Used Cars are the Road to Riches


Ask SmallIvy

Today we reach the last item on the list provided in 10 Dirt Simple Rules of Money Management.   (Note, as always, you can find all of the posts in this series by choosing Dirt Simple from the category list in the sidebar or searching for Dirt Simple in the site.) Today we cover the tenth rule:

10.  Don’t buy new cars unless you have a new worth of at least million dollars.  Otherwise, buy quality used cars that you can afford with cash. 

As I explain in Would You Drive a Used Car for A Million Dollars,  you can have a million dollars by the time you are in your fifties if you just buy a used car (four years-old) for cash instead of a new one on payments due to the savings on the depreciation and the interest payments.   By the time you are 69, you can have $4 M – enough to cover your retirement – just by buying used cars and investing the savings.  And that is just for one car.  If your family has two cars, as many do, you could have $8 M at retirement.

The reason is that cars depreciate, on average, about half of their value in a four year period.  This means that if you buy a $20,000 car when it is new and trade in every four years, you’ll be spending $2500 per year on just depreciation.  If you buy a four year-old car instead, you’ll only be paying $1250 per year.  Keep that same car from years eight through twelve and then trade-in, and you’ll only pay $625 per year for those years.   By buying used cars, you’ll have over a thousand dollars a year to invest.  This doesn’t even include savings from not paying interest if you buy the used car for cash instead of taking out a loan.

One of the big reasons that people give for not buying used cars is that they need reliability.  Perhaps they remember a neighbor with an old car that would start about half of the time.  Well, in reality, todays cars are a lot more reliable than curs in the past.  Many cars routinely go more than a quarter million miles with few problems.  Most breakdowns can also be avoided simply by making sure routine maintenance is performed on schedule.  Really, if you have the hoses checked about once per year, make sure your oil level is good each time you stop for gas, and check your transmission fluid level every month or so, your chances of having a breakdown are very low.  You can also have a mechanic check over the car before you buy it for issues.  A car with a clean bill-of-health will probably give you many carefree miles.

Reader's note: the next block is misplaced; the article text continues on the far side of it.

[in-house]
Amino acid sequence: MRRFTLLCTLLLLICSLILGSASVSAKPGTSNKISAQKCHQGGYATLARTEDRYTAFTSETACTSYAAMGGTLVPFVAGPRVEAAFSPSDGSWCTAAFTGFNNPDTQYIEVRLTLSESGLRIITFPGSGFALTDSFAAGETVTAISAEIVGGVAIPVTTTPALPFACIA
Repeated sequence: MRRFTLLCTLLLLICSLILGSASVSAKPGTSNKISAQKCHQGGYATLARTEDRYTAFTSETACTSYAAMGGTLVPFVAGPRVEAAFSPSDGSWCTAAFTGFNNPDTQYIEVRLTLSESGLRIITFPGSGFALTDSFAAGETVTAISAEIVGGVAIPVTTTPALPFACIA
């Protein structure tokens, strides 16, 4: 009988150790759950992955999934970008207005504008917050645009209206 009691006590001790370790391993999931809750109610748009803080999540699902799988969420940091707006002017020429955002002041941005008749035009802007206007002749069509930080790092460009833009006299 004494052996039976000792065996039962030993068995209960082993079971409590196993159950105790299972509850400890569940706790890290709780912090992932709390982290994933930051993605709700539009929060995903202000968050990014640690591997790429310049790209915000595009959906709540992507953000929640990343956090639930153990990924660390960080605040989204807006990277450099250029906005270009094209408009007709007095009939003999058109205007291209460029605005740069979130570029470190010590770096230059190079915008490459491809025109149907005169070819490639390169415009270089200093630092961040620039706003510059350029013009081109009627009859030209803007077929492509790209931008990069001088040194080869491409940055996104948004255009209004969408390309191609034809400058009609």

So stop paying the high price of used cars.  In four years, your car will be a four-year old car and you’ll have paid a lot more for it.  That new car smell might be enticing, but it really isn’t worth the price.  Once you’re a millionaire, you can buy a new car if you would like.  But even then you may decide it isn’t worth the cost.

Got an investing question?  Write to me at VTSIoriginal@yahoo.com or leave a comment.

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Disclaimer: This blog is not meant to give financial planning or tax advice. It gives general information on investment strategy, picking stocks, and generally managing money to build wealth. It is not a solicitation to buy or sell stocks or any security. Financial planning advice should be sought from a certified financial planner, which the author is not. Tax advice should be sought from a CPA. All investments involve risk and the reader as urged to consider risks carefully and seek the advice of experts if needed before investing.

3 thoughts on “Used Cars are the Road to Riches

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  1. That’s definitely a good strategy. The newest I’ve ever bought is 3 years old. However, that strategy only works if a) you actually invest your savings, b) you’re patient about holding your investments for the very-long term, and c) you don’t end up buying way more house than you can afford and lose the savings in mortgage interest. However, most people prudent enough to own used cars are also less likely to want a monster-sized mortgage, so if they practice a) and b), they should be on their way to healthy retirement savings.

    My only question is, how would a $1,000 per year savings multiply into $4 million for retirement? I (finally) understand the power of compounding, but I’m wondering what sort of time frame this involves? Guys like me only have about 20 years left to work with!

    1. Thanks for the comment. The time frame for the million dollars in 45-50 years (starting when you’re twenty and saving/investing/working until you’re 69). It also assumes something like a 14% return and a yearly investment of $1200 (100 per month). You can use an investment calculator and do some of your own what-if calculations:

      http://www.daveramsey.com/blog/investing-calculator/#/entry_form

      Unfortunately, most of the money is made in the last years (that’s the way compounding works), so you need to start early to get those sorts of results. With $1200 invested per year for 20 years at 14%, you’ll end up with only $141,000. In order to reach a million dollars in 20 years, you would need to invest something like $8000 per year. Still doable, but not as easy as when you’re starting at age 20. Actually, if you could invest $2000 when your child was born and have it grow tax deferred until they retired, they’d be set.

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